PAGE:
This study had several limitations. One of the limitations was that all participants accepted the fixed TEA or MEA treatment. Subject-specified acupuncture treatment might be more effective for patients with KOA. Treatment according to syndrome differentiation plays an important part in traditional Chinese medicine. Acupuncture acupoints need to be selected according to the syndrome differentiation. However, it was prohibited in our study. The second limitation was that we did not assess other balance-related factors, such as muscle strength.

The third limitation was related to the use of MEA. Most of the Chinese people are familiar with acupuncture and understand the feeling of acupuncture, so it is difficult to do MEA. The position of acupoints and “de qi” sensations are the key points for acupuncture’s effect. We need to deviate from the position of acupoints as much as possible and reduce the subjects’ sensations to the greatest extent. Nevertheless, the multiple factors in the MEA group (depth and position of acupuncture and the electrical stimulation intensity) may have some treatment effect. In future research, these factors need to be better controlled for the MEA group.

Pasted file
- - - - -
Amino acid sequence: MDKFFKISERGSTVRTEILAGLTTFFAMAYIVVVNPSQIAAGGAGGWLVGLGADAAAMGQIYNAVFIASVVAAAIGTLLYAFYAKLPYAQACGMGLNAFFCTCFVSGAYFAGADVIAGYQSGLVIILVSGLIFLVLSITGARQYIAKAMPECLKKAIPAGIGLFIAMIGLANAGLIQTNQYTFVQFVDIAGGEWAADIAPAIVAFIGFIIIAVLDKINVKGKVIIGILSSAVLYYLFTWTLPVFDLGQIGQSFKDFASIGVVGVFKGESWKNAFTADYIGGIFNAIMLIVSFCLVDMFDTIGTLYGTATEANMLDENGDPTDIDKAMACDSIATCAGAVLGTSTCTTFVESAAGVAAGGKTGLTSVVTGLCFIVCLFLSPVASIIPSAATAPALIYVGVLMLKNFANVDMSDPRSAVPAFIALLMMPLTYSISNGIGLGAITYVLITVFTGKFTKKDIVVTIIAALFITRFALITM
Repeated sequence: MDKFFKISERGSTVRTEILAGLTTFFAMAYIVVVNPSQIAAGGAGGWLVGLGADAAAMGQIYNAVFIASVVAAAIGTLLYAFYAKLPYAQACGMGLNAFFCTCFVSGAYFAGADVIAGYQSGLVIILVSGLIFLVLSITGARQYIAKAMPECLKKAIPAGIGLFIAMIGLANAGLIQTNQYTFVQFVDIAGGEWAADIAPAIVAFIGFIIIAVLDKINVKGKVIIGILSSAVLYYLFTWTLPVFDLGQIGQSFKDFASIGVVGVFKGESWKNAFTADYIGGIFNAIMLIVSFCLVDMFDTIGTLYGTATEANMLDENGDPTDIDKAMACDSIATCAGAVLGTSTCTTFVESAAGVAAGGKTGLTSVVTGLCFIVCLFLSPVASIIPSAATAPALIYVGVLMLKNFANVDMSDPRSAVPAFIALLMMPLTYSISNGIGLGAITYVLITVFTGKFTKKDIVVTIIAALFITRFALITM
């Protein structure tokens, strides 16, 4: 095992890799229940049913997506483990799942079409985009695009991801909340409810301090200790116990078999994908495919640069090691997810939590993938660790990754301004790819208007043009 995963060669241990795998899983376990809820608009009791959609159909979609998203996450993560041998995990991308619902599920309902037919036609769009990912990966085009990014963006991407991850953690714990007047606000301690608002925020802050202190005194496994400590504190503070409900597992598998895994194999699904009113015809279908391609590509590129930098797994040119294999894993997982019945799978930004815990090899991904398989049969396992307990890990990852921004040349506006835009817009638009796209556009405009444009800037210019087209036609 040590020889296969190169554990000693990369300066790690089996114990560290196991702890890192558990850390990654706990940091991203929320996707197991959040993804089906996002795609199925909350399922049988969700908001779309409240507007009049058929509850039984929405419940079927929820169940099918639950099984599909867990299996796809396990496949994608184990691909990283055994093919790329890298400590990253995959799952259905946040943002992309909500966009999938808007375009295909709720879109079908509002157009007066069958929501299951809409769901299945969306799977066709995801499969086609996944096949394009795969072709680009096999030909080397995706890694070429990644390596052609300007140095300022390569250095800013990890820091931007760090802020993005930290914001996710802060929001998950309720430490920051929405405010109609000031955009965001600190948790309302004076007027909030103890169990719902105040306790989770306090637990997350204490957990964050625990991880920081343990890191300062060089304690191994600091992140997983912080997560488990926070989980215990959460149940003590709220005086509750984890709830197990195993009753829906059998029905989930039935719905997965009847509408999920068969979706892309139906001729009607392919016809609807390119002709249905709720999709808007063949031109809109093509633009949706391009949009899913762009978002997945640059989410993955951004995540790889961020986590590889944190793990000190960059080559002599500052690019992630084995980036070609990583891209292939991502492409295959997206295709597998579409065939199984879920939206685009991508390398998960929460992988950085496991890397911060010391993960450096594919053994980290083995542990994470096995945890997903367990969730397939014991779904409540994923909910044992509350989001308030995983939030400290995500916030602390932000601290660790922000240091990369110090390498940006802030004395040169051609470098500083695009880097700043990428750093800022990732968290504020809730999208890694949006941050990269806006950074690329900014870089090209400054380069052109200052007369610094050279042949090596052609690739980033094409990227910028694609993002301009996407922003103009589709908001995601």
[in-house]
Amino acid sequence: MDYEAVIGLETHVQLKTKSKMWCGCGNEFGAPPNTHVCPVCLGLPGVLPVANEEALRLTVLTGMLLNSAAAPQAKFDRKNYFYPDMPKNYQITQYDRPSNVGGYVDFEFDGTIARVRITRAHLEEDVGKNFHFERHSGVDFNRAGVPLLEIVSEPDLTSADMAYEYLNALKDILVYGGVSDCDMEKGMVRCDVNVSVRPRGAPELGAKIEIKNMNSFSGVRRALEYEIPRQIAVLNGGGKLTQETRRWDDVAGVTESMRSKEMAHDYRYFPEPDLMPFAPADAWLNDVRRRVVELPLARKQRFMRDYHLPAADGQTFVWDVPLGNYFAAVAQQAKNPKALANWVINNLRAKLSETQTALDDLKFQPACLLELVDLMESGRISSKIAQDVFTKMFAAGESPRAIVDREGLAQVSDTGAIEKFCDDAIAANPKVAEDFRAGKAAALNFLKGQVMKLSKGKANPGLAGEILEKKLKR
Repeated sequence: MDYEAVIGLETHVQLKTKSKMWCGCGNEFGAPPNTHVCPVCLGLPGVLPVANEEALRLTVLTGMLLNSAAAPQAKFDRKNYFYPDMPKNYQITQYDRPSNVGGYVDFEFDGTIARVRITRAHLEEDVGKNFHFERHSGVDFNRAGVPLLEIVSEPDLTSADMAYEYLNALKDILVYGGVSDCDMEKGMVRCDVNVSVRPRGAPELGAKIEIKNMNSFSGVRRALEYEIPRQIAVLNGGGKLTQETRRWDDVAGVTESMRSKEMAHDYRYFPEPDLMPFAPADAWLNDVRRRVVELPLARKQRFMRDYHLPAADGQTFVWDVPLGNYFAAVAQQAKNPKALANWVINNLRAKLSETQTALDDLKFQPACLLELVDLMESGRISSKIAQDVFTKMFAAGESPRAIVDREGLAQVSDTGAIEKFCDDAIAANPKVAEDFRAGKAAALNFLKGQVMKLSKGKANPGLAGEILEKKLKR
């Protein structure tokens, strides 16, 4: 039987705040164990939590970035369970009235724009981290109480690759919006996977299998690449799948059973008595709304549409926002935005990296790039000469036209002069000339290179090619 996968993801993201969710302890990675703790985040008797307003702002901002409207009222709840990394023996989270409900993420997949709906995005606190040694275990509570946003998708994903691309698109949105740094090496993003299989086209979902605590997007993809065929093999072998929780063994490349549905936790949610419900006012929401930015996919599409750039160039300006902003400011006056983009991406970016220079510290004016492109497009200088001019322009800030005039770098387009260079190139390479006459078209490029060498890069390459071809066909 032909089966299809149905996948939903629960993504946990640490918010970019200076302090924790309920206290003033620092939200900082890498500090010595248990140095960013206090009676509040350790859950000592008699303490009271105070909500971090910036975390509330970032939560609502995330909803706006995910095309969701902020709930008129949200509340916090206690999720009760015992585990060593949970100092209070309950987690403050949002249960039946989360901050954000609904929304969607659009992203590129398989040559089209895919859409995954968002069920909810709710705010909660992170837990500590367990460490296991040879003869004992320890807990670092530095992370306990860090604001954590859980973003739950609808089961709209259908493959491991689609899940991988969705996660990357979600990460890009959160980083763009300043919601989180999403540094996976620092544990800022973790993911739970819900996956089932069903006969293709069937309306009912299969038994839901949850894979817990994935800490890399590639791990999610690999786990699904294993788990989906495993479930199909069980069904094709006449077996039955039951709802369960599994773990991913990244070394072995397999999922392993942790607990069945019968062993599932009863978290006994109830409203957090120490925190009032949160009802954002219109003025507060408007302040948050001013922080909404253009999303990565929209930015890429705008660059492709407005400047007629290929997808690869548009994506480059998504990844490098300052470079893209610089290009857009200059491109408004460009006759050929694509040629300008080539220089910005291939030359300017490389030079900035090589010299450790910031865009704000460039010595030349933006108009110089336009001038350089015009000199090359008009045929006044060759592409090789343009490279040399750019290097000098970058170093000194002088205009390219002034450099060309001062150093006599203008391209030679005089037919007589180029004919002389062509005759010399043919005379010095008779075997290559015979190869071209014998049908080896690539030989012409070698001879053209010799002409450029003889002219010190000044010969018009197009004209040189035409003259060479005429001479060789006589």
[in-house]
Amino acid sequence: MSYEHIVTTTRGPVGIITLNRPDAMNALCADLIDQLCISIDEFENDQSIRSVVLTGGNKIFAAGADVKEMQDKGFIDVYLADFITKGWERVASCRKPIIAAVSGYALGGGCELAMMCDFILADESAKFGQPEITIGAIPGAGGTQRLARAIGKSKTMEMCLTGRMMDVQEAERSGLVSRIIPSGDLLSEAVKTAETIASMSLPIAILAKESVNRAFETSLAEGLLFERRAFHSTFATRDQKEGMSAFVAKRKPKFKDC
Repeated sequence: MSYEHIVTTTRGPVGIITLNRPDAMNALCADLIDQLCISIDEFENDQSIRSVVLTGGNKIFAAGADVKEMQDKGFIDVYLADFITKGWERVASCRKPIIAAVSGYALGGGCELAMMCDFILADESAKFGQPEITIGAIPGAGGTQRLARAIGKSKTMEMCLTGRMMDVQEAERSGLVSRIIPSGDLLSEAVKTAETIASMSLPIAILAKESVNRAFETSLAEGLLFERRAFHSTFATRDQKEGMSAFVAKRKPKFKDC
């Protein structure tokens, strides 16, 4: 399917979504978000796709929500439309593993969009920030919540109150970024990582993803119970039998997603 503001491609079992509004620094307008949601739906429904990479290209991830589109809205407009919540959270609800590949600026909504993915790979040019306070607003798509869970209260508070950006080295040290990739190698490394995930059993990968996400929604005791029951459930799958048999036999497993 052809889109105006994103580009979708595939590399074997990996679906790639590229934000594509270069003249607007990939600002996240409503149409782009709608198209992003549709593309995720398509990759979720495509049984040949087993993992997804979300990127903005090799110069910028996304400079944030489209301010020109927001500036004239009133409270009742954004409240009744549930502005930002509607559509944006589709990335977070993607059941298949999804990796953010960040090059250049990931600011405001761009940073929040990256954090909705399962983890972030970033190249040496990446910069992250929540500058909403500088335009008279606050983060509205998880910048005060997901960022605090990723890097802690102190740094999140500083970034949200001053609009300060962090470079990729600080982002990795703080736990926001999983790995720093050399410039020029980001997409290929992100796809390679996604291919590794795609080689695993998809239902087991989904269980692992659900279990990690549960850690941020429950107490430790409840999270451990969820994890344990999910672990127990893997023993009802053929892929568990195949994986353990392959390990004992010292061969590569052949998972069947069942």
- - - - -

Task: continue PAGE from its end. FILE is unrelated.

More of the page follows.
5. Conclusion

Based on the assessment results from the chosen patients with KOA, the TEA did not demonstrate a significant effect in improving the dynamic balance during stair negotiation in comparison with the MEA. This finding does not support electroacupuncture as a conservative treatment to improve the dynamic balance in such patients.

Data Availability

The data that support the findings of this study are available on request from the first author, Meijin Hou.

Conflicts of Interest

The authors declare no conflicts of interest.